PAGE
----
The endeavor to harmonize the findings of modern science with the understanding of the Qur’an acted as the main driving force behind Sayyid Khan’s publication of the first part of his ‘Tafsīr al-Qur’ān wa-huwa al-Hudā wa ’l-Furqān’ in 1880. This exegesis and Urdu translation, the last part of which was published posthumously, covers the first 18 surahs of the Qur’an. In it, Sayyid Ahmad Khan addresses a literate readership who are not fully convinced of their religion because of modern science. His premise was that the Qur’an is the word of God, and science presents information about the laws of nature, the work of God, and thus there should be no contradiction between the Quran and science.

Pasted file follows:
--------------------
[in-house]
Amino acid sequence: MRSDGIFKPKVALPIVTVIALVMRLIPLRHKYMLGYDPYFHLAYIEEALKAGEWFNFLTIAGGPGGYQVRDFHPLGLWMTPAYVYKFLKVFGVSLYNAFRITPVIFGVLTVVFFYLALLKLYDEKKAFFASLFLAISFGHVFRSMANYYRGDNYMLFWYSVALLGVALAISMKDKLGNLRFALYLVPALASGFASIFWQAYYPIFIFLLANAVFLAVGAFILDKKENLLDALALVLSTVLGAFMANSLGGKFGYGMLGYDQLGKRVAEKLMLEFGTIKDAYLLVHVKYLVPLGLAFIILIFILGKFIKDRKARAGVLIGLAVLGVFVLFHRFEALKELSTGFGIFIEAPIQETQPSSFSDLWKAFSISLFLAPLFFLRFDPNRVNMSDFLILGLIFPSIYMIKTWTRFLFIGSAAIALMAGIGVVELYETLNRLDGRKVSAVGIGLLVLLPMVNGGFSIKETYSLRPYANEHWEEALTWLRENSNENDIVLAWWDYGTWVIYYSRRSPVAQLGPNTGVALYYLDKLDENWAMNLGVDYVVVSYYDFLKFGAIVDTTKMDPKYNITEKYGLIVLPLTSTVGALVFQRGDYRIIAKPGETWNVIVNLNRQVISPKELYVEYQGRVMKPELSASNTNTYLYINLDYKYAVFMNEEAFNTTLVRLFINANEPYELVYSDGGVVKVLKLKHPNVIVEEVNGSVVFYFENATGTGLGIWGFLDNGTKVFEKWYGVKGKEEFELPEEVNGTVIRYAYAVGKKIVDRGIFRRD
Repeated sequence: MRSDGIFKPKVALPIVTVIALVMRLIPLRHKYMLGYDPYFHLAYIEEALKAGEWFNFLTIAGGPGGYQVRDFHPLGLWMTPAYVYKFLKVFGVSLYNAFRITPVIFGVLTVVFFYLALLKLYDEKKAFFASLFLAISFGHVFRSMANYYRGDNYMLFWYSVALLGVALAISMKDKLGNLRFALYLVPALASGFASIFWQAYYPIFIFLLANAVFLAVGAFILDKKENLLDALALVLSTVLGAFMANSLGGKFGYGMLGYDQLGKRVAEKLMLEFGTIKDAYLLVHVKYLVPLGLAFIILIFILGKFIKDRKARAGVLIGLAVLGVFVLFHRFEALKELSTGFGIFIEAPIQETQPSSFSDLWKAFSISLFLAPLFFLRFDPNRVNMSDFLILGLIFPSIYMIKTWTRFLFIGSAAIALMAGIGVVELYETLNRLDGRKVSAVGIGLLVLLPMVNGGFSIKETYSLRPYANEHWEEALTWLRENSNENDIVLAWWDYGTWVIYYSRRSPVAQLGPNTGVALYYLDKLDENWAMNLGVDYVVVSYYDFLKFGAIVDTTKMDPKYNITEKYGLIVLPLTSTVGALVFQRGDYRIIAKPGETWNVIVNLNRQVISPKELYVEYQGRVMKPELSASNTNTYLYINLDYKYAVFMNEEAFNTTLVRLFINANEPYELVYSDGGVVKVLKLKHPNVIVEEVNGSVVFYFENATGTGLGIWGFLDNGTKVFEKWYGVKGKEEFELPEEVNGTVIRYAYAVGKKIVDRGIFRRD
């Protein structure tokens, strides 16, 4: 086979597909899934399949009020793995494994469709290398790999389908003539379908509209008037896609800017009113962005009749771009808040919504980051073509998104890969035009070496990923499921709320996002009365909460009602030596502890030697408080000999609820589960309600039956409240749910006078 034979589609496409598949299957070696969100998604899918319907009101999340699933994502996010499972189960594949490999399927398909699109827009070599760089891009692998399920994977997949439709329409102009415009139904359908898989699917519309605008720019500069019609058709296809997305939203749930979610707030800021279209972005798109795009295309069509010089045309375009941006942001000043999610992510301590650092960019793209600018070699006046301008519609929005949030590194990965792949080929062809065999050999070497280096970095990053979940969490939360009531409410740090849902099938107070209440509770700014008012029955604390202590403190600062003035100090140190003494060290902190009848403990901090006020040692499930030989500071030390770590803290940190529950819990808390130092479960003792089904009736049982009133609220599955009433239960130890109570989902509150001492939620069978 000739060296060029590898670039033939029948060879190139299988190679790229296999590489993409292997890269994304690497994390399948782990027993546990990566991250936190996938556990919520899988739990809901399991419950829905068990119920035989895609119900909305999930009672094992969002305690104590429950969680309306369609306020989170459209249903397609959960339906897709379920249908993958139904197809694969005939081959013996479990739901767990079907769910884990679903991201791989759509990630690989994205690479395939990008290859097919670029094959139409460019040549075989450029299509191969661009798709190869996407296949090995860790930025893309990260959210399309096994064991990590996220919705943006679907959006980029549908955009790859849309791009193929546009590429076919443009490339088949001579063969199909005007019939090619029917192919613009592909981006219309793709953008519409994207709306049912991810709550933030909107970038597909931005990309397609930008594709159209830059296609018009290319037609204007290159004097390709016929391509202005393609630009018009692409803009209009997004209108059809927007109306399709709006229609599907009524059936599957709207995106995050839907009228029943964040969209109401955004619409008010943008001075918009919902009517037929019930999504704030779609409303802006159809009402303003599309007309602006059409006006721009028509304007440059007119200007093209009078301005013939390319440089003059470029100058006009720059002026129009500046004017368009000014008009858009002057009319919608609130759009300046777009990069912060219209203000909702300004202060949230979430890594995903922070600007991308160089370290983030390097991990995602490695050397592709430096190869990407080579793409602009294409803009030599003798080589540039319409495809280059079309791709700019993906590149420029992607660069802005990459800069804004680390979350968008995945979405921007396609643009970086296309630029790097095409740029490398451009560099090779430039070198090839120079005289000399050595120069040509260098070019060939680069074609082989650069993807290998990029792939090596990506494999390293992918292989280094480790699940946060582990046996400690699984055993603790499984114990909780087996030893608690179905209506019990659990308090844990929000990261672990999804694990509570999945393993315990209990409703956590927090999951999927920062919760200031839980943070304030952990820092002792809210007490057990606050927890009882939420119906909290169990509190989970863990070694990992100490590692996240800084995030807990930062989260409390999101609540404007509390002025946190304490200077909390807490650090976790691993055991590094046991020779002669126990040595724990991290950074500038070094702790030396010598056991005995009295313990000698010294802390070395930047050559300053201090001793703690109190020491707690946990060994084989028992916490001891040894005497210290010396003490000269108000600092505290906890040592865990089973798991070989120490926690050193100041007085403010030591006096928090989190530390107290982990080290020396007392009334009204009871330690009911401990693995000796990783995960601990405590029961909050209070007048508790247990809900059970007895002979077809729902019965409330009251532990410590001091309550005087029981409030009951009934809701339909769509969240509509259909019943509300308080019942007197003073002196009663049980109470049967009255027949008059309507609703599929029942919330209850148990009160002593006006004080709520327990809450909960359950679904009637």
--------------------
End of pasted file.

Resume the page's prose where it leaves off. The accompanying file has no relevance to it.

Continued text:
According to Sayyid Ahmad Khan, previous exegetical and theological thought should be understood in the context of Greek philosophy and logic, both of which contributed to the development of Kalām. Premodern scholars tried to find answers that chimed with the state of knowledge of their time, but, since Europeans have now uncovered new scientific findings, these established Muslim interpretations must be critically re-examined. Sayyid Khan was not concerned with questioning holy scripture, which for him undoubtedly represented the Word of God. Rather, he complained that the assumptions on which previous exegetes based their views did not correspond to current knowledge and had to be understood in the context of their times.